- By Emma Ringland
- 6 August 2018
People living with mental illness are more likely to die by suicide than the general population. Although not all people who die by suicide have a mental health problem, and not all people with mental illness are affected by suicidal behaviour, access to excellent mental health care is an important strategy for suicide prevention.
According to Adam McRae, the Suicide Prevention Team Leader at Grand Pacific Health, it’s important that people know that psychological support, also known as ‘talking therapies’, is effective in reducing suicidality.
"Psychological treatments can help change habits in the way we think and cope with life's challenges. As well as supporting your recovery, talking therapies can also help people stay well by helping them to address unhelpful thoughts and behaviour," said Mr McRae.
There are several types of effective psychological treatments available, as well as different delivery options. Some people prefer to work one-on-one with a professional, while others get more out of a group environment. A growing number of online programs, or e-therapies, are also available.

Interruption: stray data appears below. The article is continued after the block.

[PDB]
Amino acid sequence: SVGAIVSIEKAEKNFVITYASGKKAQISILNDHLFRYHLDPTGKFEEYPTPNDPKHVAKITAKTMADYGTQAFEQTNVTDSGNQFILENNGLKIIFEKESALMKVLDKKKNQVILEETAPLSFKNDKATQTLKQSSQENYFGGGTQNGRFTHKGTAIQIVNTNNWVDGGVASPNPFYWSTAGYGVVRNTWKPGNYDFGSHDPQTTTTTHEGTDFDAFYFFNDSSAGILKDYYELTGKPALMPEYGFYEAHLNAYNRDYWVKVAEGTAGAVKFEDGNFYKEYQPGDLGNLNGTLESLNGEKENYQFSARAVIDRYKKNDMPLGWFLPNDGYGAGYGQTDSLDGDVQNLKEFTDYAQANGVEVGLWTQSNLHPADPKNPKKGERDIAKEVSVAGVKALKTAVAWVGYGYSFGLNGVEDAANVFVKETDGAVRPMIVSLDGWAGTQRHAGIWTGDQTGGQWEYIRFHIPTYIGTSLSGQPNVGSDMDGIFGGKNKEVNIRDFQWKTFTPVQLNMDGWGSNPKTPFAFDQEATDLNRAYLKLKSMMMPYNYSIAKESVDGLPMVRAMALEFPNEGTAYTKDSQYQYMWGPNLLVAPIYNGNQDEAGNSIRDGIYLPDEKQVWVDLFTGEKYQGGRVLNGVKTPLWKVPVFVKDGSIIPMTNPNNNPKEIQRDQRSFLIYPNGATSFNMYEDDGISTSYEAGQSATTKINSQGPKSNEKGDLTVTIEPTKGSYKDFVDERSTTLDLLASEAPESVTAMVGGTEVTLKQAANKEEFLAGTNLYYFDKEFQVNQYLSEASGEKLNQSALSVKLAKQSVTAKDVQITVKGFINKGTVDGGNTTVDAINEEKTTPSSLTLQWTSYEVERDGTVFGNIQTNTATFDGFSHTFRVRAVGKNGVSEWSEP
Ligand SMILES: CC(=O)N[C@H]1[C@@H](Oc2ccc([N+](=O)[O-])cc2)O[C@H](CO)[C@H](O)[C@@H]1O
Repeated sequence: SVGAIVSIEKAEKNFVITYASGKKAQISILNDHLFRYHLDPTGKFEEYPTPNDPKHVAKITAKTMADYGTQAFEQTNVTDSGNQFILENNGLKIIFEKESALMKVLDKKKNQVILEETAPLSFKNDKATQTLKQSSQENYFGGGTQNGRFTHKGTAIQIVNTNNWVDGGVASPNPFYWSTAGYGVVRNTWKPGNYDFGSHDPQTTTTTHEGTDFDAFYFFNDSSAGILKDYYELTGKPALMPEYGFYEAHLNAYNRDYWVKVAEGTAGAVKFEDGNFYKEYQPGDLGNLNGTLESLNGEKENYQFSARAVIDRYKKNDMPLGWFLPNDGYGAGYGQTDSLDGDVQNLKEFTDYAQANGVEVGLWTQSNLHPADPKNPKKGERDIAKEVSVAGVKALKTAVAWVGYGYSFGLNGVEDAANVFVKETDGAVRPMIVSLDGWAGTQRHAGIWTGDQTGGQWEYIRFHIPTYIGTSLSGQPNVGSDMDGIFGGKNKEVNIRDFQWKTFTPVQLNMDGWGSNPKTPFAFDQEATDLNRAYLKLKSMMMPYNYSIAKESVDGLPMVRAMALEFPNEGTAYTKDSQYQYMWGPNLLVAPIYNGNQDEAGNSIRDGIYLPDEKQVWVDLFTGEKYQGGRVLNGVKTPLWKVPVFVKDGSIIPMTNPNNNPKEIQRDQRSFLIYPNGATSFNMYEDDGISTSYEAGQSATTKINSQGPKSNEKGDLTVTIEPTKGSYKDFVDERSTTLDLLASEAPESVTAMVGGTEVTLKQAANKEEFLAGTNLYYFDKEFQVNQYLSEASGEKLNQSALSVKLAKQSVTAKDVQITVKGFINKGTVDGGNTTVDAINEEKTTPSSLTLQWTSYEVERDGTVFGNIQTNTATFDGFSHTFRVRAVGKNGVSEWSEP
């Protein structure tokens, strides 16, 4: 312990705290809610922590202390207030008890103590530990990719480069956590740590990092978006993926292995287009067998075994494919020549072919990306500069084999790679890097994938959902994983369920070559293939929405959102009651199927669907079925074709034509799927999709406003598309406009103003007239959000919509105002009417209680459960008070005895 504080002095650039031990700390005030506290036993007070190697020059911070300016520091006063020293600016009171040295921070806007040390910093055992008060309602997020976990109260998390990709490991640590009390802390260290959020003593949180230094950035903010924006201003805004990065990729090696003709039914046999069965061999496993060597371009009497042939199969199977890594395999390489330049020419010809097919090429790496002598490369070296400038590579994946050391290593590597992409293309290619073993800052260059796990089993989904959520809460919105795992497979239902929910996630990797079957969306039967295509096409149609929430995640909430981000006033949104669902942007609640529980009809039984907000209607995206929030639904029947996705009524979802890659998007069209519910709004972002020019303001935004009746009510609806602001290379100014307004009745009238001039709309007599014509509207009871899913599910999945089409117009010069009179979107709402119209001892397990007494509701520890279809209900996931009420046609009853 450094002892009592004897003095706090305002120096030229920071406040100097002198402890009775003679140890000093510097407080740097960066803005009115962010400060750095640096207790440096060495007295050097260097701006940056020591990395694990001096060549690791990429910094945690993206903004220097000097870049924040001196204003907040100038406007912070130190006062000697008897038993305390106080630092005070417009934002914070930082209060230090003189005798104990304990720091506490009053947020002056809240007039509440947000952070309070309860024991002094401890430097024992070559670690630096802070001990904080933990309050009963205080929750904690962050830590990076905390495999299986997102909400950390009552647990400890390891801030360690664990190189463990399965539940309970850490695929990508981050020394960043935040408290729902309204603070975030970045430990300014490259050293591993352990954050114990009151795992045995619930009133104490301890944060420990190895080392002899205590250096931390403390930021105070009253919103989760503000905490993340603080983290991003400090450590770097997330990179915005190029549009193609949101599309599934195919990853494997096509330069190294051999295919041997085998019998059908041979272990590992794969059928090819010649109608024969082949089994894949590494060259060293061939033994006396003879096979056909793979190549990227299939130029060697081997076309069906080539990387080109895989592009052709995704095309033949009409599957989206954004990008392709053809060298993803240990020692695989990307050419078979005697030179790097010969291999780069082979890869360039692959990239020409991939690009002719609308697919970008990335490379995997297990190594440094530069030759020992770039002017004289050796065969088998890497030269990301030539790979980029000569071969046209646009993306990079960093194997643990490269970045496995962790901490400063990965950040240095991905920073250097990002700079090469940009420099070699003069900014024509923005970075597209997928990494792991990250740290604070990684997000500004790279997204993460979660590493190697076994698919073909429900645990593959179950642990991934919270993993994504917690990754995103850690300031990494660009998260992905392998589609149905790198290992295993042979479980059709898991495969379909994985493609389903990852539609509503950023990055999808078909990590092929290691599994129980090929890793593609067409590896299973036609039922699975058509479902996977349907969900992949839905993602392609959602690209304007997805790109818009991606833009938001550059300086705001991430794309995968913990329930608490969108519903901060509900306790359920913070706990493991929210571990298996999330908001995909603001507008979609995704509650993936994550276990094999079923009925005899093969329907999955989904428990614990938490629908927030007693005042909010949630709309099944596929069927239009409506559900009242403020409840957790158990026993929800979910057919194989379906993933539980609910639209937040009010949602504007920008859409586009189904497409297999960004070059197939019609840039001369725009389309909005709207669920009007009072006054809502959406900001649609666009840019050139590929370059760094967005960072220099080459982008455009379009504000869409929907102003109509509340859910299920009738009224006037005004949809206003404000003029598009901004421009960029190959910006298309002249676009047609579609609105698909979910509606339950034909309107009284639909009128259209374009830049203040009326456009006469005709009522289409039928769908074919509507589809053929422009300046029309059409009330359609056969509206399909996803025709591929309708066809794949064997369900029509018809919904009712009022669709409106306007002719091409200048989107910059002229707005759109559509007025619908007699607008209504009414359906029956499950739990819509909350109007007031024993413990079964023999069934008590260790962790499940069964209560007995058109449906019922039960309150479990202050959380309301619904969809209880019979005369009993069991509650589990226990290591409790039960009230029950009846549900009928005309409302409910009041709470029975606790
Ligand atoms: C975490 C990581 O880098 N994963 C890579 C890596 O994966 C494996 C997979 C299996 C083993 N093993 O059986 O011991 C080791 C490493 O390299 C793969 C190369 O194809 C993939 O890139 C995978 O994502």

"People may lead busy lives with work and family commitments so many psychologists now offer extended or after hour appointments, allowing people to book in at a time that suits them best," said Mr McRae.
"Medicare benefits are also available for a range of psychological services. This means that if a person has a referral from their GP, some of the sessions with a psychologist can be covered under Medicare, making them free or relatively low cost."
The Illawarra Shoalhaven Suicide Prevention Collaborative encourages people who are struggling to take control of their mental health, just as they would if they had a physical health issue.
"Your doctor is often a good place to start for most mental health conditions. Doctors can provide you with treatment, support and ongoing care, or refer you to other mental health services, if required.
"Whilst you are seeking help, it is also important to try to keep healthy and connected to those around you. You might like to take a family member or close friend along for support; they can also help explain your situation to the doctor, and they can help remember the discussions you had," said Mr McRae.
If you or someone you know needs support now, please call Lifeline 24/7 on 13 11 14.
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